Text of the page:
The goals of alternative treatment for heart disease are often to control cholesterol levels, lower blood pressure, and improve heart health.
The goals of alternative treatment for heart disease are often to control cholesterol levels, lower blood pressure, and improve heart health. When it comes to alternative treatments for any disease or condition, opinions are often mixed as to the effectiveness of the methods—typically, research on these complimentary treatment methods is limited compared to that on traditional medicine treatments. The Heart Failure Society of America (HFSA) goes so far as to state that there is no evidence that alternative or herbal therapies improve the risk of heart failure.
However, many people have experienced success in using alternative treatments to manage many diseases and conditions, including heart disease. According to the Mayo Clinic, few natural products have been clinically proven to reduce cholesterol. However, some cholesterol-lowering supplements and natural remedies might be helpful.
Before trying any alternative treatments, check with your doctor to be sure that the methods are safe for you. The ingredients in some alternative therapies can interfere with the action of heart failure medicines and may have other harmful effects. It’s especially important to talk to your doctor about any natural remedies or supplements if you’re currently taking other medications.
Astralagus is an herb used to support the immune system in traditional Chinese medicine. It has antibacterial and anti-inflammatory properties. The herb is considered to be an “adaptogen,” which means that it’s thought to help protect the body against various stresses. Limited studies suggest that it may improve heart health. According to the University of Maryland Medical Center (UMMC), recent research in China suggests that astralagus may help relieve symptoms and improve heart function by acting as an antioxidant in people with severe forms of heart disease. However, the UMMC also notes that more research is needed.
Hawthorn is a shrub related to the rose. Its berries, leaves, and flowers have been used for heart problems since as far back as the time of the Roman Empire. Studies have found that the plant may be an effective treatment for milder forms of heart failure, and evidence also suggests it may relieve chest pain from heart disease. However, study results are conflicting. The National Center for Complementary and Alternative Medicine (NCCAM) at the National Institutes of Health (NIH) notes that there’s not enough scientific evidence to determine if hawthorn works for other heart problems.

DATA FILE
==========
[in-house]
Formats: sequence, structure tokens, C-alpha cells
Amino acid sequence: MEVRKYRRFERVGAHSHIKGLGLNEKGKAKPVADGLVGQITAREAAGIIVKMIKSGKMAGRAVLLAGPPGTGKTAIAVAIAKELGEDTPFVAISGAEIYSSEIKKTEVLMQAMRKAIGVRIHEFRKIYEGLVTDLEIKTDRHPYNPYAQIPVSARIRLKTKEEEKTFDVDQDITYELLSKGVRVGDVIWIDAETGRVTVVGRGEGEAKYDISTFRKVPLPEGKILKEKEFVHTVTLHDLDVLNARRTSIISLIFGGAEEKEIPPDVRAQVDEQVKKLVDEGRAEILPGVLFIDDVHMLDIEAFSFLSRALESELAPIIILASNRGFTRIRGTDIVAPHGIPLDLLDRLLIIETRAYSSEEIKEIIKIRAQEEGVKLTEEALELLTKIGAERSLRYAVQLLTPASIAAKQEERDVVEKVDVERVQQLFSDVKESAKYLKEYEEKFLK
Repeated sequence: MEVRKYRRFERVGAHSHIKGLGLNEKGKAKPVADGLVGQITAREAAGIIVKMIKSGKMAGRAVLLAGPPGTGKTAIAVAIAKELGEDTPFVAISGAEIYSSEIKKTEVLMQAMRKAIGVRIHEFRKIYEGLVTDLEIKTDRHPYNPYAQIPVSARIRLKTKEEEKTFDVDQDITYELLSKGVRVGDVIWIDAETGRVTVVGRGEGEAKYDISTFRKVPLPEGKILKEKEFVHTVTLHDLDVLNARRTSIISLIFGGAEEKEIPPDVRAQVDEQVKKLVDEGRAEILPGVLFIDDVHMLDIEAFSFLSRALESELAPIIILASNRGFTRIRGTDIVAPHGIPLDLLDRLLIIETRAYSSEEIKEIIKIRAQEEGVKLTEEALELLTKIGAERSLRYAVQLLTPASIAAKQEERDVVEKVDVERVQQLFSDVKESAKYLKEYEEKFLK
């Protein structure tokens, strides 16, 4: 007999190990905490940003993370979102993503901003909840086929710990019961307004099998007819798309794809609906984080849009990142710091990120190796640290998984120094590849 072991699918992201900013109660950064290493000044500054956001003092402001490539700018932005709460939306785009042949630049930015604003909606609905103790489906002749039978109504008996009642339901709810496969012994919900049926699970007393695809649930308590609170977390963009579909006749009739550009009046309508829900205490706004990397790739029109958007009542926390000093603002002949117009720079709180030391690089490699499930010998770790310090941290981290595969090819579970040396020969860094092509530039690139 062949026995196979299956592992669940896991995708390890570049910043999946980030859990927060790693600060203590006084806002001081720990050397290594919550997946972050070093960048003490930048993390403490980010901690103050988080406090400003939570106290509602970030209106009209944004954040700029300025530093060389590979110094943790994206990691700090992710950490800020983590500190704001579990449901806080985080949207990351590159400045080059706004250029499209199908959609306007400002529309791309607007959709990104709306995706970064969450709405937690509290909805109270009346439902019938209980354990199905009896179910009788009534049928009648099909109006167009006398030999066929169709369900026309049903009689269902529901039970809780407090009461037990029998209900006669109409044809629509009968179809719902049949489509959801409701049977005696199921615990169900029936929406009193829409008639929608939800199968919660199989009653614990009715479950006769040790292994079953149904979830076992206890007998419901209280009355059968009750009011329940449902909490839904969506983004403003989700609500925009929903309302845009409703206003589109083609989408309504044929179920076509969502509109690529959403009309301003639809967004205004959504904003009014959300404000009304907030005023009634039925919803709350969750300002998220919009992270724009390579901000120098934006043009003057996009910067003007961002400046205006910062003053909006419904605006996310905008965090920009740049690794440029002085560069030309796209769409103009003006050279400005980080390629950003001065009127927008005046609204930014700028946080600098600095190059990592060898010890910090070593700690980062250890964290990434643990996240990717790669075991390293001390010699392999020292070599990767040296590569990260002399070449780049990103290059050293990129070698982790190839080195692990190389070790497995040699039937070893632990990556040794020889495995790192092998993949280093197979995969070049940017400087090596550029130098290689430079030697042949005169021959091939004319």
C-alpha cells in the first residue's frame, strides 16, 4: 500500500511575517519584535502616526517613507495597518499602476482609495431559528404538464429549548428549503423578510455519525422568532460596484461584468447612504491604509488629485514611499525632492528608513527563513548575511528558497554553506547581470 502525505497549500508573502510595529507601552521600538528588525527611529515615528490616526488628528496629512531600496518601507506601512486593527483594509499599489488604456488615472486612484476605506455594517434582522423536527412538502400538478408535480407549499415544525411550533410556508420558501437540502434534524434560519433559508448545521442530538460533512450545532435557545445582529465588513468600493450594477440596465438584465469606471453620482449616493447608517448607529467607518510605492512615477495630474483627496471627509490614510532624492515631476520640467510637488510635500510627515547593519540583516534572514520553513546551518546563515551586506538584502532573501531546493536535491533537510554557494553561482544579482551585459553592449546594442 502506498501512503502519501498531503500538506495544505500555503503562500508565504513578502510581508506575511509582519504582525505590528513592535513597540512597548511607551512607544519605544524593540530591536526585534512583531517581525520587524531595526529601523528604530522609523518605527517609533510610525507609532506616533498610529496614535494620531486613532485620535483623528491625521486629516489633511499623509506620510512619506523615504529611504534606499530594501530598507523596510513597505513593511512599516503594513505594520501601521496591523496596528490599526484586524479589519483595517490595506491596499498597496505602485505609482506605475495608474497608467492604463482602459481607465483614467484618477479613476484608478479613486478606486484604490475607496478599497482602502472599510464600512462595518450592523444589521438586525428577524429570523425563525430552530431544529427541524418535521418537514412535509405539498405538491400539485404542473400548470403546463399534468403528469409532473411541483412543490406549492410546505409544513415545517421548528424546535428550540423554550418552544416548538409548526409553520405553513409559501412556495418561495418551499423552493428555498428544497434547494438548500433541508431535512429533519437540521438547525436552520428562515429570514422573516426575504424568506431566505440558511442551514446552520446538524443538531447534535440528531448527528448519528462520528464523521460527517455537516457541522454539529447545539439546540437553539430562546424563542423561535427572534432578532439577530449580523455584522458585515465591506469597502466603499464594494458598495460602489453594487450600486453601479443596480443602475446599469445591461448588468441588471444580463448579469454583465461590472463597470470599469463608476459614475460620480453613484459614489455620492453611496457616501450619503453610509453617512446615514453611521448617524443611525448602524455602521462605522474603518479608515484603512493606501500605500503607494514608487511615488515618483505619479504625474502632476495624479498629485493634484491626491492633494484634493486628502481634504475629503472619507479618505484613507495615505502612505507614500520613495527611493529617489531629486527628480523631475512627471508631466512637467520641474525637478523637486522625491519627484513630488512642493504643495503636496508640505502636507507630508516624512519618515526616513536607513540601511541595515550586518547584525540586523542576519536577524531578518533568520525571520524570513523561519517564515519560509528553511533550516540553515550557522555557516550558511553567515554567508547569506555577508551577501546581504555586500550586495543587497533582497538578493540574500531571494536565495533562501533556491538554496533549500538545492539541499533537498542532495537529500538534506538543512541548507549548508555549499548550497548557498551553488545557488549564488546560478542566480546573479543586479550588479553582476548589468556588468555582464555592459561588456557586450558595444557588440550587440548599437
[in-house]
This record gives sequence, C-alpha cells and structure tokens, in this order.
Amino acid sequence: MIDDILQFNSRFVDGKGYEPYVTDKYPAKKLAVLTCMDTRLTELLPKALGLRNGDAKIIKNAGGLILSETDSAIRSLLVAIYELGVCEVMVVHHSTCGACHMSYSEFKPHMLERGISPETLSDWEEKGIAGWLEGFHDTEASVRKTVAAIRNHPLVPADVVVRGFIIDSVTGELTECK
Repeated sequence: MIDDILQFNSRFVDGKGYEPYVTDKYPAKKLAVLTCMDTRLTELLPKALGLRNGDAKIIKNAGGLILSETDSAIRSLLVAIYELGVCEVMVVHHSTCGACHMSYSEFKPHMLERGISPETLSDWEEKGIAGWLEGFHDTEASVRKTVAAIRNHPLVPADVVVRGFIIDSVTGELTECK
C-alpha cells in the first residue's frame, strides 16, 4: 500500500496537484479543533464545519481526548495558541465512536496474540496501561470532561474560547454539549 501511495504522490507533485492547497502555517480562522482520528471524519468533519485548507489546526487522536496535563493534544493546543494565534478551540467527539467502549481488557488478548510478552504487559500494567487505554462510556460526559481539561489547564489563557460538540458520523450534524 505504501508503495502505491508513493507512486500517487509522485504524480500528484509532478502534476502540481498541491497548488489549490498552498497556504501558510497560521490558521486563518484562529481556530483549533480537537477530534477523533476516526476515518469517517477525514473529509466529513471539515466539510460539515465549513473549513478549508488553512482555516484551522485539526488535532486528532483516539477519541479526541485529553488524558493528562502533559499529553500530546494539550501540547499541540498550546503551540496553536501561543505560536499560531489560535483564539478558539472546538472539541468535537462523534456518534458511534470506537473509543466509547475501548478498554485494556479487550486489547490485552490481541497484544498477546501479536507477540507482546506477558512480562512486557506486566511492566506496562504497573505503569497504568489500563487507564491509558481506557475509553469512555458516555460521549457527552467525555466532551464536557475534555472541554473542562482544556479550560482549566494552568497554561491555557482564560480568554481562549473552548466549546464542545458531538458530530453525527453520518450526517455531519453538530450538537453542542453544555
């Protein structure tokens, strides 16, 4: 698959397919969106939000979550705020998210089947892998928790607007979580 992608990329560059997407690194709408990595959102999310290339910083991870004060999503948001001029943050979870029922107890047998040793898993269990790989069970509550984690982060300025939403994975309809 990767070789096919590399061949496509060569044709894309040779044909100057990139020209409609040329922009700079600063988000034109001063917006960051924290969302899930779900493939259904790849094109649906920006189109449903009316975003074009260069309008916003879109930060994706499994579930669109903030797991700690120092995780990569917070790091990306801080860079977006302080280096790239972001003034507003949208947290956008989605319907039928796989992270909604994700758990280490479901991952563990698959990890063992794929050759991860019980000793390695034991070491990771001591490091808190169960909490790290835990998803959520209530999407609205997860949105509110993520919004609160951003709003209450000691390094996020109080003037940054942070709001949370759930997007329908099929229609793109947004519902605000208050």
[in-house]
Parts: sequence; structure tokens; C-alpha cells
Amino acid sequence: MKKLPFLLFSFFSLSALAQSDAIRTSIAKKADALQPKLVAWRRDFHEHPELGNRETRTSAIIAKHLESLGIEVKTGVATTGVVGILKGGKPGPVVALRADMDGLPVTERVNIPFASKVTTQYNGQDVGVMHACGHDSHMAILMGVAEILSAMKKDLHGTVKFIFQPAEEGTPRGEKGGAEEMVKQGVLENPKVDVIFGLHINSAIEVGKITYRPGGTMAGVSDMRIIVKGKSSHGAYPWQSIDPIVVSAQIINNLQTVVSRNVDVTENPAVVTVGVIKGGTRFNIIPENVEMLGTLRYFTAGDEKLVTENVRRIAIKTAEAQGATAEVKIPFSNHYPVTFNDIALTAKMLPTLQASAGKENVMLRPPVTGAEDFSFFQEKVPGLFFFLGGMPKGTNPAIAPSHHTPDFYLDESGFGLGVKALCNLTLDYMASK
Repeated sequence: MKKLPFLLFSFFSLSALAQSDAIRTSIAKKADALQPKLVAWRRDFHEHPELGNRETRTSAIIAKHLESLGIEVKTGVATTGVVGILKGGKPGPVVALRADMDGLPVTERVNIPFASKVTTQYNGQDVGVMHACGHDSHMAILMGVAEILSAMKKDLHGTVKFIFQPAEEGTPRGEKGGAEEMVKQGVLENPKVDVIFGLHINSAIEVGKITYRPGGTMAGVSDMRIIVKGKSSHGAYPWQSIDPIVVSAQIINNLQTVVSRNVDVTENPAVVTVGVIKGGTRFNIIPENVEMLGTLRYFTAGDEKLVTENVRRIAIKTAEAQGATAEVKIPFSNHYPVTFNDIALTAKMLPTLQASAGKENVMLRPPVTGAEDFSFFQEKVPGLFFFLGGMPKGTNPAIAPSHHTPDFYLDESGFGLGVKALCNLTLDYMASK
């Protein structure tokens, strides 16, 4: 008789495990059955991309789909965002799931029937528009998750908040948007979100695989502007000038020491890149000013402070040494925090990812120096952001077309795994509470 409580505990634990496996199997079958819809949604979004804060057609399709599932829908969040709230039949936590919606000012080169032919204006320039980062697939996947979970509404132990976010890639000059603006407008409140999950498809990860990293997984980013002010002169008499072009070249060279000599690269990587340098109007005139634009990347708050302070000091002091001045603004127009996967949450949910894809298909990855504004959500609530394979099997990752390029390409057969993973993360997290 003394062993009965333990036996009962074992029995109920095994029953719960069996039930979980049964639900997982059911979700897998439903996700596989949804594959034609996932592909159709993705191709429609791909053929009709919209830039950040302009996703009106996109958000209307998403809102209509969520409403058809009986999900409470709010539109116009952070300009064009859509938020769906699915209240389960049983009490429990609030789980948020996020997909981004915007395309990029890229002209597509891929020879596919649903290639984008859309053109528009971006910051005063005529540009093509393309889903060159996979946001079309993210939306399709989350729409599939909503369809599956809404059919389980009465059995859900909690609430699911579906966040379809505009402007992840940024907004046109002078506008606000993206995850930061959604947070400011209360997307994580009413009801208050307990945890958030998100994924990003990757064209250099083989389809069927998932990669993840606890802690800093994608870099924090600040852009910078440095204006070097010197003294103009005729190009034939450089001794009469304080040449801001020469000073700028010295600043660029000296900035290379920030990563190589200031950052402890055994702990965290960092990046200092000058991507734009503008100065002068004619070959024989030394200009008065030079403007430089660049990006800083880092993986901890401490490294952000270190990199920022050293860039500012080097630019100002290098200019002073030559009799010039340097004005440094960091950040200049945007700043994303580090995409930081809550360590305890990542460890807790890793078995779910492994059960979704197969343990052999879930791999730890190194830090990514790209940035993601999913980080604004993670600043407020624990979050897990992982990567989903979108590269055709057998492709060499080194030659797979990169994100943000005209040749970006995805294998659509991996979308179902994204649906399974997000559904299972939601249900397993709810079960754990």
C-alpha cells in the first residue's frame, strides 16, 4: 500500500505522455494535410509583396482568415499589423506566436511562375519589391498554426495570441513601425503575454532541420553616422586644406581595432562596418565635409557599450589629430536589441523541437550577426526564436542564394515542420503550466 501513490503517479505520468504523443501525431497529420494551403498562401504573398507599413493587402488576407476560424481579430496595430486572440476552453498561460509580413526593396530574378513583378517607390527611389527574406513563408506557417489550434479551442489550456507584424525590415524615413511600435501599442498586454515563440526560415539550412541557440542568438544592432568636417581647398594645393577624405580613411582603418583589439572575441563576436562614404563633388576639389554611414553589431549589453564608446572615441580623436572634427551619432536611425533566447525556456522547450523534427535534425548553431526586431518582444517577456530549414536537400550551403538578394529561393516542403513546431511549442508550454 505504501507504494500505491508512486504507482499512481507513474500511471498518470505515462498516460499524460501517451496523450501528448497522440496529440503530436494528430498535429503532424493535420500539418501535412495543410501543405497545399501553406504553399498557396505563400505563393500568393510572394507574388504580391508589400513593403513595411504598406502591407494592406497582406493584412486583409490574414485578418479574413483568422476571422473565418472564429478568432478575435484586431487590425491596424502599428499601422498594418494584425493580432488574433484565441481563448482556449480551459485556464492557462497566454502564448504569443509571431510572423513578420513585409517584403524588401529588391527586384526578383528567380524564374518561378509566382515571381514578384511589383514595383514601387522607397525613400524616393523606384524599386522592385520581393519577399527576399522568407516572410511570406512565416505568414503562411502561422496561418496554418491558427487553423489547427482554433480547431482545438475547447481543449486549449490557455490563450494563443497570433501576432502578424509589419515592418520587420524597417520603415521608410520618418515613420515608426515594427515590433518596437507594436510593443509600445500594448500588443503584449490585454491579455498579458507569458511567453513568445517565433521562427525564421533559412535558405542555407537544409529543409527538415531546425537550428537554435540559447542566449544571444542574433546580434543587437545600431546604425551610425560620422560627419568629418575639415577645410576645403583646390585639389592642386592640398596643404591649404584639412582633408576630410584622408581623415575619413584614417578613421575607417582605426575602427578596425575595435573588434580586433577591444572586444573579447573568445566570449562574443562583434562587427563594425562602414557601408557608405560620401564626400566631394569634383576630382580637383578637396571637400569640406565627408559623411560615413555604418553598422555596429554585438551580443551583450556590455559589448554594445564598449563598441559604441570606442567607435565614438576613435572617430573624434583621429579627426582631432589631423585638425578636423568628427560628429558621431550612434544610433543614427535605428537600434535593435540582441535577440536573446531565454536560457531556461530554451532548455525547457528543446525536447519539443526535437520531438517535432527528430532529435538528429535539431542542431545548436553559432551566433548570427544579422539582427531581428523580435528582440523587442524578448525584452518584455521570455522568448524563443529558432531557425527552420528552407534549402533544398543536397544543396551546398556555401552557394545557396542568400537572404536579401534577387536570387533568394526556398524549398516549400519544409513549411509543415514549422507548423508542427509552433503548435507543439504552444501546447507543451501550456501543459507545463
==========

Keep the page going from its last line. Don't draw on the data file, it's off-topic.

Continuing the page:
Flaxseed comes from the flax plant, which is an annual herb. Both flaxseed and flaxseed oil contain high levels of alpha-linolenic acid (ALA), an omega-3 fatty acid that may be helpful for heart disease. Flaxseed is thought to lower blood pressure and levels of "bad" cholesterol and reduce the risk of heart attack—however, the UMMC notes that research has shown mixed results.
While in lab tests and animal studies the seeds and oil of the flax plant were reported to lower cholesterol, results have been less clear in human studies. One human study found that those who added flaxseed to a low-cholesterol diet lowered their LDL (“bad”) cholesterol levels, and the level of triglycerides (fats) in their blood. More research is needed.
Omega-3 Fatty Acids
These are chemicals found in large quantities in fish and fish oils. A few studies have found omega-3 fatty acids to help prevent heart disease and reduce the risk of heart attack and stroke. Omega-3 fatty acids have been shown to reduce the incidence of sudden cardiac death in people with and without pre-existing heart disease.
The Mayo Clinic reports that eating one or two servings of fish high in omega-3s every week could reduce your risk of dying of a heart attack by a third or more. People who have heart disease may also benefit from taking omega-3 fatty acid supplements or from eating other foods that contain omega-3s such as walnuts, canola oil, and soybeans. However, Mayo Clinic notes that evidence is stronger for the benefits of eating fish rich in omega-3 fatty acids than for supplements or non-fish options.
The results of research on garlic have been mixed, but it may help lower blood pressure, reduce blood cholesterol levels, and slow the progress of atherosclerosis. Some evidence suggests that taking garlic supplements can slightly lower blood cholesterol levels.
As with many of these alternative therapies, studies on garlic have yielded mixed results. For example, studies have shown positive effects for short-term use of one to three months. However, an NCCAM-funded study on the safety and effectiveness of three garlic preparations found no long-term effect on lowering blood cholesterol levels.
If you and your doctor decide to incorporate natural remedies into your plan for a cholesterol-lowering diet, remember the importance of an overall healthy lifestyle as well. A combination of lifestyle changes—losing weight, eating healthy foods, increasing physical activity, and quitting smoking—will help bring your numbers down.